JOURNALISTS will watch with particular interest the progress of the Leveson Inquiry into press standards, ordered by the government in light of the phone-hacking scandal.
There are many who fear that outrage over what happened at The News of the World might lead to tougher regulation that inhibits the traditional role of local newspapers in their communities. This despite Justice Secretary Ken Clarke telling the Society of Editors annual conference last week: ‘My instinct is for self-regulation.’
The role of the Press Complaints Commission has come under scrutiny in wake of the scandal, so its new chairman Lord Hunt of Wirral has a big task on his hands.
For those concerned that the baby might be thrown out with the bathwater in whatever follows the Leveson Inquiry, it was interesting to see Lord Hunt’s view on the regional press.
He told his own local paper, the Liverpool Echo, that he felt he had always been treated fairly by regional journalists during his career as a Conservative politician.
‘The editors’ code of practice says all members of the press have a duty to maintain the highest professional standards and, as far as I am concerned, the regional press has always done that’ he said.
‘I have known many individuals in the regional Press and they always do maintain the highest professional standards.
‘I don’t think in my 35 years in Parliament I have come across any instance where anyone fell below those standards.’
And he made a key point about the way in which news emerges in Britain.
‘When you look back at all the key stories that have developed, they had their origin, usually, in regional papers’ he said.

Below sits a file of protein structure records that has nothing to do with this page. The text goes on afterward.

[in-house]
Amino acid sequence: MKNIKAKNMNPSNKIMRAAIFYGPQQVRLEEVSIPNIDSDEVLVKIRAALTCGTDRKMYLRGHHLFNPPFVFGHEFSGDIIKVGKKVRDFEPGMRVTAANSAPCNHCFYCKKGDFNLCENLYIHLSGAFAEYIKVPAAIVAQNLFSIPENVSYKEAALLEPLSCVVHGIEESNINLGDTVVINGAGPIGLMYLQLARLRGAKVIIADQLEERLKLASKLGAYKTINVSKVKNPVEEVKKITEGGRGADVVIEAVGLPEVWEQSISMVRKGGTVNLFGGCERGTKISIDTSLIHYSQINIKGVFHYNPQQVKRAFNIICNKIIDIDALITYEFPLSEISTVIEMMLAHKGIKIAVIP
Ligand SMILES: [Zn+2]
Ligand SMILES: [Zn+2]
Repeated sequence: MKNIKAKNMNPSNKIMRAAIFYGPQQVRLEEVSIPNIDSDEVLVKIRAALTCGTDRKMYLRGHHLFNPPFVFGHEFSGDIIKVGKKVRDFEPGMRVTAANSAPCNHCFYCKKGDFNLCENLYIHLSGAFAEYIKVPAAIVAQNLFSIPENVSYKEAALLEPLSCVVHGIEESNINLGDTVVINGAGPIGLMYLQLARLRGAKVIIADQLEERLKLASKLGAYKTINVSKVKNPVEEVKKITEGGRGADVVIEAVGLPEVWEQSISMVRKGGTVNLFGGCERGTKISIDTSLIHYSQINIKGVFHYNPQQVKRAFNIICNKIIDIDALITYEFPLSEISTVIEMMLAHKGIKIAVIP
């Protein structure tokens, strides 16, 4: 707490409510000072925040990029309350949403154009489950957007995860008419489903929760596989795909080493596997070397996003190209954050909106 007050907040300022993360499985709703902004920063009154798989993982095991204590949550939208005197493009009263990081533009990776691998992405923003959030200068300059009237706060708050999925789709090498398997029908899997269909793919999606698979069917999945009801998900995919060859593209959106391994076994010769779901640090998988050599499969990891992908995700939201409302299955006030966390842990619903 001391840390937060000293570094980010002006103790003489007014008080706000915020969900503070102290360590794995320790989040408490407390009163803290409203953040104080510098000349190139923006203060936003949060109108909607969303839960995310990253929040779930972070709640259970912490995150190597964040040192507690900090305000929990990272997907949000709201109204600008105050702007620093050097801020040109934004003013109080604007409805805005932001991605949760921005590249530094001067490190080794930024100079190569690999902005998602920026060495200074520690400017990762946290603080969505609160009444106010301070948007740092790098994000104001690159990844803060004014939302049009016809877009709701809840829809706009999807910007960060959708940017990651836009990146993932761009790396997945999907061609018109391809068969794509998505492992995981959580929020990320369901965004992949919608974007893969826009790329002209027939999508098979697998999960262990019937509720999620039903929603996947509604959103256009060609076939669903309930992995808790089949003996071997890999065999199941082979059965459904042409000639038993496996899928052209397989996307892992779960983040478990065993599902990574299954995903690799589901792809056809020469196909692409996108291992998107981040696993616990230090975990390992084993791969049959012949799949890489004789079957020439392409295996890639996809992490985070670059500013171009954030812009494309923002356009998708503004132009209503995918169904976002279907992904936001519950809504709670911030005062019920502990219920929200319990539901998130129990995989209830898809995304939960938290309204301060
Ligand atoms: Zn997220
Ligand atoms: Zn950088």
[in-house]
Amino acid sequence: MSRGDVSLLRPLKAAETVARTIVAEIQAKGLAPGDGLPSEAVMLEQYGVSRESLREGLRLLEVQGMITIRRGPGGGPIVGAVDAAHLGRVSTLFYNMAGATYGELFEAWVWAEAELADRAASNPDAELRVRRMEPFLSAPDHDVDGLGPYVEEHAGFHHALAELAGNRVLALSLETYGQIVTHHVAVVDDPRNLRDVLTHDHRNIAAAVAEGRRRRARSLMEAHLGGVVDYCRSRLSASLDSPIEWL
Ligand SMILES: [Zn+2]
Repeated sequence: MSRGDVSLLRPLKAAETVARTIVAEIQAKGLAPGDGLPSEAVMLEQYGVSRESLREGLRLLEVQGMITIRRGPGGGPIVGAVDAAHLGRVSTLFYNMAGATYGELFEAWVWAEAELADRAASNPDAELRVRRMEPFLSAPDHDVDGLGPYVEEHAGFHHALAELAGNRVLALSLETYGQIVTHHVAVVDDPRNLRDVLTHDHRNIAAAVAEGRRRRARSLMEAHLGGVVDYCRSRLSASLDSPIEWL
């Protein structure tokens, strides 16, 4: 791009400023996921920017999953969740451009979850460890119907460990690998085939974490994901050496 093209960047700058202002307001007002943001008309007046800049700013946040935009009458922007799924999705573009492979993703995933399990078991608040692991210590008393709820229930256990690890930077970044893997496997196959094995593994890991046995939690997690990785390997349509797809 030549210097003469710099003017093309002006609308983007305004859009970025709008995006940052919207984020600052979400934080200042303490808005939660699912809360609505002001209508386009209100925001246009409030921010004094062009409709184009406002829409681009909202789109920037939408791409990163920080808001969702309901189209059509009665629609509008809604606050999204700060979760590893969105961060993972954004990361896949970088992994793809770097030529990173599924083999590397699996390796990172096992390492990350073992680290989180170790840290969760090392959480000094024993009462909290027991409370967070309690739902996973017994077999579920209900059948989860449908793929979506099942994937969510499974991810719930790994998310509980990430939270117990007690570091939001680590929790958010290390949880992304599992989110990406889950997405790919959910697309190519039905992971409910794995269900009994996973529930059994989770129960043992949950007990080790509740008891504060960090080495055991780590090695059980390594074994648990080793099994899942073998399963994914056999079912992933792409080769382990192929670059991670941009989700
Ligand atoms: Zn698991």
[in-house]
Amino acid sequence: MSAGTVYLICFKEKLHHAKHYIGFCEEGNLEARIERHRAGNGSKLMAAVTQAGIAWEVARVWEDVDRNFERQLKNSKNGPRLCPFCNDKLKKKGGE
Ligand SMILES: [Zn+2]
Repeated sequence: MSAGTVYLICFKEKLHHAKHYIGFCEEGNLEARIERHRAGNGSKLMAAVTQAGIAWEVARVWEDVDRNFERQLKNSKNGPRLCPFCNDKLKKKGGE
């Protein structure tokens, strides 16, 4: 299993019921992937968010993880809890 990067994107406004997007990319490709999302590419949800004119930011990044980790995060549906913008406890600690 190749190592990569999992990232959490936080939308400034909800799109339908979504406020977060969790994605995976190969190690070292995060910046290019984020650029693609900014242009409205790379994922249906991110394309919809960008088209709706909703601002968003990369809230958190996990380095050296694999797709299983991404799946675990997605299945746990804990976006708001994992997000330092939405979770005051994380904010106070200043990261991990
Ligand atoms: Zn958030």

On phone-hacking he said: ‘Some people have crossed the line but that doesn’t mean the overwhelming majority of journalists, like the ones I have met throughout my life, should be tainted.
‘There will always be, in every walk of life, people who will cross boundaries and the rule of law. That doesn’t mean the system, itself, has to be damaged – provided we learn from what happened.’
Lord Hunt acknowledged that “time is against him” in his battle to save the PCC from abolition and safeguard the system of press self-regulation.
“I don’t want the state and I don’t want politicians interfering with freedom of expression,” he said.
But he added: “While it’s a right, freedom of expression carries with it a heavy responsibility. I have found this in all the newspaper offices I have been in – journalists recognise they do have a heavy responsibility.”
“We have to come up with a structure that will be underpinned by public support – and that’s quite a task.”
In an editorial also published today, the Echo commented: “We are delighted that Lord Hunt has so many kind and positive things to say about regional newspapers like the Liverpool Echo, and that he recognises our vital role in the community.
“Newspapers such as the Echo understand that we can’t afford to betray the trust of our readers. We exist to serve our local communities – the local press and its readers rely on each other in what is a two-way relationship.
“Our readers can trust us to source our stories and content in the correct and proper manner. The Echo doesn’t hack people’s telephones – regional newspapers don’t hack people’s telephones.”